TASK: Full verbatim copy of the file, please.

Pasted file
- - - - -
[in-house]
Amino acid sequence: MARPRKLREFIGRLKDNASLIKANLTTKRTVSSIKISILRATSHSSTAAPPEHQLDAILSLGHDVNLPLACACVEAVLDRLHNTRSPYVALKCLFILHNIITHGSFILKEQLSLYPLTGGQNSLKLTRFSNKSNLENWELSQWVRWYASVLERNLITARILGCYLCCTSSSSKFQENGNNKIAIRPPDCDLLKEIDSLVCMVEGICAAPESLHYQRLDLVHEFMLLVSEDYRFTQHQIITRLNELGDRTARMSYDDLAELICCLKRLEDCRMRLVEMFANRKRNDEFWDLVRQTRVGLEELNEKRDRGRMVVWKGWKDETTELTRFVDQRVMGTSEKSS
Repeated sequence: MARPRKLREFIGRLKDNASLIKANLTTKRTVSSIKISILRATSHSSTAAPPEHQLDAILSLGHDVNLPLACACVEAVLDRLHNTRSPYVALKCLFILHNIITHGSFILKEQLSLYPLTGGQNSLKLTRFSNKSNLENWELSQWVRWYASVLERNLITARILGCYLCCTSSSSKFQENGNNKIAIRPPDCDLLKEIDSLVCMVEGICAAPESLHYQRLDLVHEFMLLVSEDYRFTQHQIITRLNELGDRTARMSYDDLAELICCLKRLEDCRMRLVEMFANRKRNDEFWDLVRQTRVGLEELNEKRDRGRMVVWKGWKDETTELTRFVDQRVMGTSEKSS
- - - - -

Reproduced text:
[in-house]
Amino acid sequence: MARPRKLREFIGRLKDNASLIKANLTTKRTVSSIKISILRATSHSSTAAPPEHQLDAILSLGHDVNLPLACACVEAVLDRLHNTRSPYVALKCLFILHNIITHGSFILKEQLSLYPLTGGQNSLKLTRFSNKSNLENWELSQWVRWYASVLERNLITARILGCYLCCTSSSSKFQENGNNKIAIRPPDCDLLKEIDSLVCMVEGICAAPESLHYQRLDLVHEFMLLVSEDYRFTQHQIITRLNELGDRTARMSYDDLAELICCLKRLEDCRMRLVEMFANRKRNDEFWDLVRQTRVGLEELNEKRDRGRMVVWKGWKDETTELTRFVDQRVMGTSEKSS
Repeated sequence: MARPRKLREFIGRLKDNASLIKANLTTKRTVSSIKISILRATSHSSTAAPPEHQLDAILSLGHDVNLPLACACVEAVLDRLHNTRSPYVALKCLFILHNIITHGSFILKEQLSLYPLTGGQNSLKLTRFSNKSNLENWELSQWVRWYASVLERNLITARILGCYLCCTSSSSKFQENGNNKIAIRPPDCDLLKEIDSLVCMVEGICAAPESLHYQRLDLVHEFMLLVSEDYRFTQHQIITRLNELGDRTARMSYDDLAELICCLKRLEDCRMRLVEMFANRKRNDEFWDLVRQTRVGLEELNEKRDRGRMVVWKGWKDETTELTRFVDQRVMGTSEKSS